Alec bent into the remaining pile of suitcases and duffel bags on the platform. Each seemed heavier than the last. For six adults they had twenty articles of luggage crammed with goods destined for the bazaars of Rome: linens, toys, samovars, ballet shoes, nesting dolls, leather Latvian handicrafts, nylon stockings, lacquer boxes, pocketknives, camera equipment, picture books, and opera glasses. One particularly heavy suitcase held Alec's big commercial investment, dozens of symphonic records.
First hefting the bags onto his shoulder and then sliding them along the outside of the train, Alec managed to pass them up to the compartment and into the arms of Polina and Rosa, his and Karl's wives.
Karl turned to the old couple.
--All right, citizens, can we offer you a hand?
The old man rose from his suitcase, stood erect, and answered with the formality of a Party official or university lecturer.
--We would be very obliged to you. If you will allow, my wife has with her a box of chocolates.
--It's not necessary.
--Not even a little something for the children?
Karl's two boys had poked their heads out the compartment window.
--Do as you like. But they're like animals at the zoo. I suggest you mind your fingers.
Alec and Karl shouldered the old people's suitcases and passed them into their compartment. Alec noticed the way the old man looked at Polina.
--This is your wife?
--A true Russian beauty.
--I appreciate the compliment. Though she might disagree. Emigration is not exactly cosmetic.
--Absolutely false. The Russian woman blossoms under toil. The Russian man can drink and fight, but our former country was built on the back of the Russian woman.
--What country wasn't?
--That may be so, but I don't know about other countries. I was a Soviet citizen. To my generation this meant something. We sacrificed our youth, our most productive years, our faith. And in the end they robbed us of everything. This is why it does my heart proud to see your wife. Every Jew should have taken with him a Russian bride. If only to deny them to the alcoholics. I'm an old man, but if the law had allowed, I would have taken ten wives myself. Real Russian women. Because that country couldn't survive five minutes without them.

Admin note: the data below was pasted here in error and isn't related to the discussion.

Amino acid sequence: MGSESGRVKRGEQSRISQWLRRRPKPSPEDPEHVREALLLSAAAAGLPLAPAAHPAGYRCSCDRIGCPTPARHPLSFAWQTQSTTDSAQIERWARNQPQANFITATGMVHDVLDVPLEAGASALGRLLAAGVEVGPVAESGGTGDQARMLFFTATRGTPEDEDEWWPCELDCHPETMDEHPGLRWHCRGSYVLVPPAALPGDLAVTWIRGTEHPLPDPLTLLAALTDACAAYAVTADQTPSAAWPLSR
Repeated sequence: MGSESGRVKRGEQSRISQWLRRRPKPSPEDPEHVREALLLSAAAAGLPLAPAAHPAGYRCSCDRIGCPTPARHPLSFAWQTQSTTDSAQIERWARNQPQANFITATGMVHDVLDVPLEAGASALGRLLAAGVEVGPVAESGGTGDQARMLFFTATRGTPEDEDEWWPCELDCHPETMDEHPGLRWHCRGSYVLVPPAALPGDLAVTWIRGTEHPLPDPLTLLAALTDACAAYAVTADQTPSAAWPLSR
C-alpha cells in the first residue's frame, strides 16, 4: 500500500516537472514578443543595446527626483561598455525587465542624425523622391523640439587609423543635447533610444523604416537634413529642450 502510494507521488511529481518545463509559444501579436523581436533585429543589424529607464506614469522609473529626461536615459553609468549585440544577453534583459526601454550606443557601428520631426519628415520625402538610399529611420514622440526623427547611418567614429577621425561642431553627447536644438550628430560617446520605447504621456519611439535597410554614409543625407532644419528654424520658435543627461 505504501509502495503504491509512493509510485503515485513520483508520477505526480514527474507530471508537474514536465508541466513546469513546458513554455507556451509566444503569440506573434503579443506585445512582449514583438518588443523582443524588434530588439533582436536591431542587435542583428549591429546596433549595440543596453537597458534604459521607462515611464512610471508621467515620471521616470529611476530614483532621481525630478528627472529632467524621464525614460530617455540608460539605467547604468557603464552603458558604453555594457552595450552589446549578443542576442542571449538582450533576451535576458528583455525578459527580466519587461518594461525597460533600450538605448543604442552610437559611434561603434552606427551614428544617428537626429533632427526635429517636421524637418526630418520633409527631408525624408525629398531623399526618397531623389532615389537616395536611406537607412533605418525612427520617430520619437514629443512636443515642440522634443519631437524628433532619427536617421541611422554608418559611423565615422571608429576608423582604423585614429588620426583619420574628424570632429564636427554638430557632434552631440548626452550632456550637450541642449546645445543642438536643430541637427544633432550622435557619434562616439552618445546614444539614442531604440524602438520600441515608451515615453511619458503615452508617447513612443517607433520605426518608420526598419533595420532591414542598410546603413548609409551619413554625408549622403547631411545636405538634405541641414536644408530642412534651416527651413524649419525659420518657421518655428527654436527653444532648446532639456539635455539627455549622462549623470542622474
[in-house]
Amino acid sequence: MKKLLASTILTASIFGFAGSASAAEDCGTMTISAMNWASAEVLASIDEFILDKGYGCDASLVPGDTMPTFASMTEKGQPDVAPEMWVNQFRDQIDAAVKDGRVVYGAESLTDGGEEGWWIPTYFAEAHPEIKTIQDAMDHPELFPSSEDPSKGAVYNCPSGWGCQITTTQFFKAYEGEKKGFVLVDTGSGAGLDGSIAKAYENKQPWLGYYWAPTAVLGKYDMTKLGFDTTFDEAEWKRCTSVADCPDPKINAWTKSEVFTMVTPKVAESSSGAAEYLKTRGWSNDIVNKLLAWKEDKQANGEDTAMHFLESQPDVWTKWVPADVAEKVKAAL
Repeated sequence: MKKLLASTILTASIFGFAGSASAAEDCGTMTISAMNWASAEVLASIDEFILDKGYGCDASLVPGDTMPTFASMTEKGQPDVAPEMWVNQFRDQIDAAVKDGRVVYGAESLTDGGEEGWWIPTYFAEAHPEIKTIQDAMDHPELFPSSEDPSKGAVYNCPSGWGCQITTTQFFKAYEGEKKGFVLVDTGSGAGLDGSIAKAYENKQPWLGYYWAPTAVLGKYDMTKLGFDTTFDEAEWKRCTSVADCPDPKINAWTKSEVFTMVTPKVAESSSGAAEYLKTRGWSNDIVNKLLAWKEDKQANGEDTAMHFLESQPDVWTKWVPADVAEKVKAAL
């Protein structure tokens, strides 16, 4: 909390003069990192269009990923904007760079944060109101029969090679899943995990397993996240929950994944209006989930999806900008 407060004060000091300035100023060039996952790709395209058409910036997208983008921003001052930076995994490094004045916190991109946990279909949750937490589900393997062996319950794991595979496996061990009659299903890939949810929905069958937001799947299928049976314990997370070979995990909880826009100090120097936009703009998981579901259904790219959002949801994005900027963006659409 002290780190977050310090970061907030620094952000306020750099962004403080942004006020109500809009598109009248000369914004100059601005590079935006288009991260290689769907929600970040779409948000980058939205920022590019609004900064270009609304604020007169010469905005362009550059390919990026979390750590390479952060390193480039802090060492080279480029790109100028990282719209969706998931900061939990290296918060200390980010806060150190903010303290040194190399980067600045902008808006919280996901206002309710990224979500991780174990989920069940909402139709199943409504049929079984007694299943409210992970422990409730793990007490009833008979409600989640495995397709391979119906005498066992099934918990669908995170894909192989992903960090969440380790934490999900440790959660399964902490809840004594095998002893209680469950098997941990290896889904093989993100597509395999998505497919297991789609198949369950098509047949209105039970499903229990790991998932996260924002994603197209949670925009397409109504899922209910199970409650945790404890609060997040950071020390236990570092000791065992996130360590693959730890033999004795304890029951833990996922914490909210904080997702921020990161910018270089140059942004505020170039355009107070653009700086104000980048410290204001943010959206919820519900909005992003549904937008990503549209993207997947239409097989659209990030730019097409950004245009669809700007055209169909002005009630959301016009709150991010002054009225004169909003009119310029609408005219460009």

The old man's wife, the incontrovertible product of shtetl breeding, listened to her husband's speech with spousal indifference. There was nothing, her expression declared, that she hadn't heard him say a hundred times.
--To women, Alec said. When we get to Rome we should drink to it.
Alec helped the old couple onto the car and scrambled up as it began to edge forward. He squeezed past people in the narrow passageway and found his family crammed in with their belongings. Perched on a pile of duffel bags, his father frowned in Alec's direction.
--What were you talking about with that old rooster?
--The greatness of the Russian woman.
--Your favorite subject. You almost missed the train.
Samuil Krasnansky turned his head and considered their circumstances.
--The compartments are half the size.
This was true, Alec thought. Say what you want about the Soviet Union, but the sleeping compartments were bigger.
--You want to go back because of the bigger compartments? Karl asked.
--What do you care about what I want? Samuil said.
Samuil Krasnansky said nothing else between Vienna and Rome. He sat in silence beside his wife and eventually fell asleep.